Are you tired of stepping on wooden blocks and plastic action figures lying around your living room floor? Reducing toy clutter is really about more than keeping your home neat. Too many playthings can affect your child’s development and their ability to enjoy life.
A recent study found that children with too many toys get distracted easily and miss out on quality playtime, according to the University of Toledo in Ohio.
The research confirms what many parents and experts have long noticed. When children have fewer choices, they tend to play with each object longer and express more creativity. They even take better care of their toys instead of assuming that a replacement is on hand.
Learn how to conquer those mountains of dolls and dinosaurs. You’ll make playtime more rewarding and teach your children values that will help them to grow up happier and more successful.
Getting Rid of Old Toy Clutter:
Focus on quality. Be selective about the toys you choose to keep. Discard anything your children have outgrown or broken. Hold on to the ones that stimulate your child’s imagination and social skills rather than providing mostly passive entertainment.
Wait until bedtime. It’s great if your child is ready to participate in the selection process, but until then you might have to act on your own. Your child will probably not even notice they’re missing a stuffed animal they haven’t touched in years.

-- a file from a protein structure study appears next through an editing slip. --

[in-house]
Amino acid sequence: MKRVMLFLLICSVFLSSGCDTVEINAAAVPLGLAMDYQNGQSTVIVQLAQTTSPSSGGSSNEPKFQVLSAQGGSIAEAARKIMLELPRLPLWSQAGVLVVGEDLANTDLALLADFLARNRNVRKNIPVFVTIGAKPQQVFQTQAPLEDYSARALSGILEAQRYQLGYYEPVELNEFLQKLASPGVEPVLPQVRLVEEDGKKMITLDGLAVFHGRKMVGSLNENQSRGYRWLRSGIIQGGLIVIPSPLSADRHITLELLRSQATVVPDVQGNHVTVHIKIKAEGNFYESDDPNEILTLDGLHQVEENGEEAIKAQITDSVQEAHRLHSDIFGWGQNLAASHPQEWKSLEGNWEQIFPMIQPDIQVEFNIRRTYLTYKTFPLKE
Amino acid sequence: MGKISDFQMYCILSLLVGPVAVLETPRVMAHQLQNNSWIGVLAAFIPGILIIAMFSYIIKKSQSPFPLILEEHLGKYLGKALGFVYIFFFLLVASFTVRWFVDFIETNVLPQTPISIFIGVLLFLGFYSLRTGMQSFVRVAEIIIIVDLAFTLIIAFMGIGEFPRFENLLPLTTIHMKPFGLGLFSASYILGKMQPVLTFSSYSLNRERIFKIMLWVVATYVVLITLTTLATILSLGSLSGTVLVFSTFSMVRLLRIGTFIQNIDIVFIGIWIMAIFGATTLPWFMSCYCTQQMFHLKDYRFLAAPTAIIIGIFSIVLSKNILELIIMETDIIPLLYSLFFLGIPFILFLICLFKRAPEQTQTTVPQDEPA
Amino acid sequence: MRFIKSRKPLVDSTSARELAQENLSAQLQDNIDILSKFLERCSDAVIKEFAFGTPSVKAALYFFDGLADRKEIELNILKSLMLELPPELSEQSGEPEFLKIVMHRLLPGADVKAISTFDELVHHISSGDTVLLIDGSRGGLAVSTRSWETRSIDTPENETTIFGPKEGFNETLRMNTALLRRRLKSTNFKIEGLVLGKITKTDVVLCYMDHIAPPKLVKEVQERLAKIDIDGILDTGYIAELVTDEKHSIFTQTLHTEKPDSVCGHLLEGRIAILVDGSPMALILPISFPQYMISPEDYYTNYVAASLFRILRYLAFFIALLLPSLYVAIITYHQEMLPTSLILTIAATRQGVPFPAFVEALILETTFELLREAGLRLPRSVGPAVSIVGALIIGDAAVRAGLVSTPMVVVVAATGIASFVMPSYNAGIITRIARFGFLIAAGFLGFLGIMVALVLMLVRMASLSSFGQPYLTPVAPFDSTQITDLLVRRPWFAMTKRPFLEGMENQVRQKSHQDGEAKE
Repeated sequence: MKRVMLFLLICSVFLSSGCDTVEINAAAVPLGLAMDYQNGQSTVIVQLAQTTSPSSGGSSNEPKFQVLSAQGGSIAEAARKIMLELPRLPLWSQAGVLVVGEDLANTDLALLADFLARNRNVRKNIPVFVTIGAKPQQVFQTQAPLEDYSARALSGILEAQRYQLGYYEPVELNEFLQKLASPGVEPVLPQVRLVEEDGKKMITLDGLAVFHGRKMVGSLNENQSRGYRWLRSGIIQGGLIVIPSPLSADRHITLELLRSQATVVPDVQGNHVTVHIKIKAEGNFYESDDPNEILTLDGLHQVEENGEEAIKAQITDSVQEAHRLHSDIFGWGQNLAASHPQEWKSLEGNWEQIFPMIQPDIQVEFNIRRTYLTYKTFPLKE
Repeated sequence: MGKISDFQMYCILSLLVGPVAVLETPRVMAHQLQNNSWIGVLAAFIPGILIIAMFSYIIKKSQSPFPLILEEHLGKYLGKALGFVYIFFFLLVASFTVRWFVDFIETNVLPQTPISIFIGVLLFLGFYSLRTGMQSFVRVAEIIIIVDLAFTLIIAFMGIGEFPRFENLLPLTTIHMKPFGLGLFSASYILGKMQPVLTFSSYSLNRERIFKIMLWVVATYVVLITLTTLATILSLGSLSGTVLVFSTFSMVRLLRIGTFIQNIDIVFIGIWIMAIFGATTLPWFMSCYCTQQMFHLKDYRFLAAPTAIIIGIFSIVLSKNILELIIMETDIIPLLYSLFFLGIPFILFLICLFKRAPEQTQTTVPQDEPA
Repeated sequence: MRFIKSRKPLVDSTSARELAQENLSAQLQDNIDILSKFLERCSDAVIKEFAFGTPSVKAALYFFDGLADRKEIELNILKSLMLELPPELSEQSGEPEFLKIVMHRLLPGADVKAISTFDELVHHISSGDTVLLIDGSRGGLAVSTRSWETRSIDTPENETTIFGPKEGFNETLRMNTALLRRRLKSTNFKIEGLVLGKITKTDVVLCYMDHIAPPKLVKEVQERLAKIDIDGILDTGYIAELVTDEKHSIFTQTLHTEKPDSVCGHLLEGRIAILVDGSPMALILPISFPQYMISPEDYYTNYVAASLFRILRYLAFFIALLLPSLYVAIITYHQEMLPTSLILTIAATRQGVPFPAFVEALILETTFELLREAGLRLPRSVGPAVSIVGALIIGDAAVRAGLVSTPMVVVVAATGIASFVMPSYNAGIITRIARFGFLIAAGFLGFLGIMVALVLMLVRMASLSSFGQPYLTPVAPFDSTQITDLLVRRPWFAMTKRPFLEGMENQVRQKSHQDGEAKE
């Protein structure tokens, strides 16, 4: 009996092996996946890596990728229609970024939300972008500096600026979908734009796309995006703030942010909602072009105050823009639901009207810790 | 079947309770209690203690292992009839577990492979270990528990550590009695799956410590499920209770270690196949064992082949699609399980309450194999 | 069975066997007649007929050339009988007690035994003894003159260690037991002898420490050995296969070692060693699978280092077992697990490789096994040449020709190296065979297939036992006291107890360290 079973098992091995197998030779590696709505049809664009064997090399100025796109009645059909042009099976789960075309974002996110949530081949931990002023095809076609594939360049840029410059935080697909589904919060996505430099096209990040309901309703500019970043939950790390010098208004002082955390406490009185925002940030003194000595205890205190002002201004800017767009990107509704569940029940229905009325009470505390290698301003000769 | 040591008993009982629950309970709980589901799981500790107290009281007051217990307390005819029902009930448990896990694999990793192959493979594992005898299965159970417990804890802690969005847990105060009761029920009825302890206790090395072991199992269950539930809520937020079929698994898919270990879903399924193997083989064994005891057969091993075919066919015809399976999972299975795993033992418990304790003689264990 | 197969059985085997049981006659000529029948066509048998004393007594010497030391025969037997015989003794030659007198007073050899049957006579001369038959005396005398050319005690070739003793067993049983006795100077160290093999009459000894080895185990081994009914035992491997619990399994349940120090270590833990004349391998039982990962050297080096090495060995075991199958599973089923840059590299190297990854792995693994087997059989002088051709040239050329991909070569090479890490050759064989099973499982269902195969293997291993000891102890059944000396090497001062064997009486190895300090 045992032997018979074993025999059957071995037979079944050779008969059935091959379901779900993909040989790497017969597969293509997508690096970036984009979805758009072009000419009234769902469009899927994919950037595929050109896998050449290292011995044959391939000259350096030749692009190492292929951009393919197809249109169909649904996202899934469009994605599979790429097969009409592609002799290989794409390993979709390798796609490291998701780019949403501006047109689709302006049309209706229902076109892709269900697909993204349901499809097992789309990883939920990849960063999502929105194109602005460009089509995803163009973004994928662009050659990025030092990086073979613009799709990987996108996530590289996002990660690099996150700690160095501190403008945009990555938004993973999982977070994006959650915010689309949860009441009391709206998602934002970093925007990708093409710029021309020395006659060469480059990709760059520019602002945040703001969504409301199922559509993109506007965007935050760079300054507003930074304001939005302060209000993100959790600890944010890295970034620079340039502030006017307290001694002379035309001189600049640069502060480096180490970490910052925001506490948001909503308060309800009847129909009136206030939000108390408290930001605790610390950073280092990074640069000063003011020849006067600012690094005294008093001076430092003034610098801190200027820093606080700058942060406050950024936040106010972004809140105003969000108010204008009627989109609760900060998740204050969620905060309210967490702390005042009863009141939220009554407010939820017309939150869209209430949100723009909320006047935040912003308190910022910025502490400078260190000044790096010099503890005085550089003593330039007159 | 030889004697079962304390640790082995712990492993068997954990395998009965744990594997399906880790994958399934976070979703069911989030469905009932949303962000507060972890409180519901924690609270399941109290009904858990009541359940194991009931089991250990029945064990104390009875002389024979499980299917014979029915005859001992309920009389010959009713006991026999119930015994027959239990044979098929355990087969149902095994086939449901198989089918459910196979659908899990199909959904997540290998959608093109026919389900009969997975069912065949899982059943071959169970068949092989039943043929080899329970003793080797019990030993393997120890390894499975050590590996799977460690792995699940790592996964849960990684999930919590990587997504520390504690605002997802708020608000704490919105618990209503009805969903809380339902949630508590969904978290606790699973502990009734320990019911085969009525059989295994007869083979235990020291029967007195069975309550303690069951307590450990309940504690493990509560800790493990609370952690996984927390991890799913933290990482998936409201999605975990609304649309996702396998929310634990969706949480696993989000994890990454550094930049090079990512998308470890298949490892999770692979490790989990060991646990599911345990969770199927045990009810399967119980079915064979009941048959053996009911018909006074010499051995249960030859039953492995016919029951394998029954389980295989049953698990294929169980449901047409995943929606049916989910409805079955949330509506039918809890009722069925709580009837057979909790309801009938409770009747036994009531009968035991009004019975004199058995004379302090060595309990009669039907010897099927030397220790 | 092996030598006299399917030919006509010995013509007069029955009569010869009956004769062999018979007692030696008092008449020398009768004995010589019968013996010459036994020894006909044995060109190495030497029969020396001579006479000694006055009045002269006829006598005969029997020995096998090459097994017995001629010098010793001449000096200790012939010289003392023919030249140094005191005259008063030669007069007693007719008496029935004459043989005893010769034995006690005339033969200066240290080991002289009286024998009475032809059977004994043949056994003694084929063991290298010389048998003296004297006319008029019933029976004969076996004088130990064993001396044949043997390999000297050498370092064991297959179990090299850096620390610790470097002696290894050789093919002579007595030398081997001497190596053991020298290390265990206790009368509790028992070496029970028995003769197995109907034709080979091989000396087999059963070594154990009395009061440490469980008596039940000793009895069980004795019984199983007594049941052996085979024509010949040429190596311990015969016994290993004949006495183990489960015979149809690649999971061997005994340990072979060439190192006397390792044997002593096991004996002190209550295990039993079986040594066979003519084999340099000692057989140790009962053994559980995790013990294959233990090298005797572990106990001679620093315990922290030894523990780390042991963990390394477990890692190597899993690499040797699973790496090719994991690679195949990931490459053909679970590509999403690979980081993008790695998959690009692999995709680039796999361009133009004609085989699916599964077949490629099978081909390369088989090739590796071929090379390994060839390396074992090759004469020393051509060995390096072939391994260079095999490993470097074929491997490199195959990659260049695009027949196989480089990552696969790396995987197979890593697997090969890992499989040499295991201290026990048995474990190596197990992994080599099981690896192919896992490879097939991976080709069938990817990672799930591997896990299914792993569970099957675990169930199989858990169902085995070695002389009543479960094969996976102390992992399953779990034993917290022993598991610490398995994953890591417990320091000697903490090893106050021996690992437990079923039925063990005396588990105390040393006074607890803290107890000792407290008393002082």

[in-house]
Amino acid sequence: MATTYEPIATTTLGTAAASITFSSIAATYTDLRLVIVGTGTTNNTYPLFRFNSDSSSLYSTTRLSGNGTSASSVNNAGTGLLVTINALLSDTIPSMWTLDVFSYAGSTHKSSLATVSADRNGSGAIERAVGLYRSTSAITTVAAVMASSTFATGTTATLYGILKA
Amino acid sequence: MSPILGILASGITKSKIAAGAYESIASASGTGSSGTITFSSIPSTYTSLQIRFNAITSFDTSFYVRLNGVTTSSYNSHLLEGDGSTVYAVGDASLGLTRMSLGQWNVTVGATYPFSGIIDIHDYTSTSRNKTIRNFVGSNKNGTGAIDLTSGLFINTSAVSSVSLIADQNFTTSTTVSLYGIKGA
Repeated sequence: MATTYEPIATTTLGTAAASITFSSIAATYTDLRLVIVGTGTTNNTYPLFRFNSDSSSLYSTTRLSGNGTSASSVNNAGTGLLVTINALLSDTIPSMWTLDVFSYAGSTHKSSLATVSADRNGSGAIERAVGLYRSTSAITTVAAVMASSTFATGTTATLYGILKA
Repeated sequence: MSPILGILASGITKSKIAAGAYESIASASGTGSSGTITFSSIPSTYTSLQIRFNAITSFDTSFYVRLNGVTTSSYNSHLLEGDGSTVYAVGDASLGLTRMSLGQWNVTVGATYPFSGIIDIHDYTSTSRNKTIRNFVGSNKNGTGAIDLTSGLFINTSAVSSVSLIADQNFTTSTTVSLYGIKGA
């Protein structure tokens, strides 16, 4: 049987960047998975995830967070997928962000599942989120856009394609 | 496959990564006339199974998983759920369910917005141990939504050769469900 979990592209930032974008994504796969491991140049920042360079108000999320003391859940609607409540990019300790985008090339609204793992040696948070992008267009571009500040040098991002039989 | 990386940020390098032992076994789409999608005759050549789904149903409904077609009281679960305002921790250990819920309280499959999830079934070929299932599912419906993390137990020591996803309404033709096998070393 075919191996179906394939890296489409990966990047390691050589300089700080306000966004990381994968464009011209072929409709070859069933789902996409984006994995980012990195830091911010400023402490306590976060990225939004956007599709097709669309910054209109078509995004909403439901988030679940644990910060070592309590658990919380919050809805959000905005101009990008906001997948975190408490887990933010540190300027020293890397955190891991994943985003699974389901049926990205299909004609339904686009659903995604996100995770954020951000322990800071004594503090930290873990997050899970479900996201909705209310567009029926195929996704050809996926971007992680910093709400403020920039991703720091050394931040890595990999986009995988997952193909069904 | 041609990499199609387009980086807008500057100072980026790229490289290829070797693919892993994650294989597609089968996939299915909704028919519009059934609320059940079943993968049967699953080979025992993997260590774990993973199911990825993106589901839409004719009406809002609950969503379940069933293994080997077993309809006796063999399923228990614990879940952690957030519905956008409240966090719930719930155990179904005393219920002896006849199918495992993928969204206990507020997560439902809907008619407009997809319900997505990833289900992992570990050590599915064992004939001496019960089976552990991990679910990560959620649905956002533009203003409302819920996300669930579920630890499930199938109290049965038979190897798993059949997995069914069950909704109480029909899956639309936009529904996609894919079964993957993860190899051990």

Rotate your collection. One effective strategy is to keep out only a portion of your child’s toys at any time and store the rest. Everything will seem new each time you switch them out.
Display your treasures. Arrange toys in a logical order in small stations with individual themes. Your child will spend more time playing and less time dumping bins out onto the floor to check what’s on the bottom.
Share the profits. How can you motivate your child to winnow down their toys on their own? Ask for their help selling the rejects online or at a garage sale. Give them a portion of the proceeds or put the money towards an outing or some new sports equipment that they want.
Swap with friends. Consider setting up an exchange with other parents in your neighborhood or at your child’s school. Box up toys you’re discarding or storing and give them away permanently or temporarily.
Donate to charities. Decluttering can also teach your child about giving. Create a list of worthy causes that accept used toys and let your child pick which one to support.
Preventing New Toy Clutter:
Plan for special occasions. Birthdays and holidays could undo all your hard work. Find out what your child wants most. Make a short list and stick to it.
Advise the grandparents. Do you have well-meaning family and friends who add to the mess? Let them know that you’re trying to reduce your consumption.
Test it out. It’s easier to say goodbye to a video game or science kit when your child knows it’s just visiting. You can subscribe to monthly toy rental services online or check to see what your local library has to offer.
Favor experiences. Consider arranging activities instead of giving material goods. Take your children to concerts and horse farms to celebrate birthdays or outstanding report cards.
Encourage reading. Giving your child a love for reading may be the most enriching gift of all. A library card takes up very little space.
Cutting down on incoming toys and thinning out your child’s current stock will help your child to engage in more constructive and creative play. Your whole family will also enjoy a tidier home and less stress.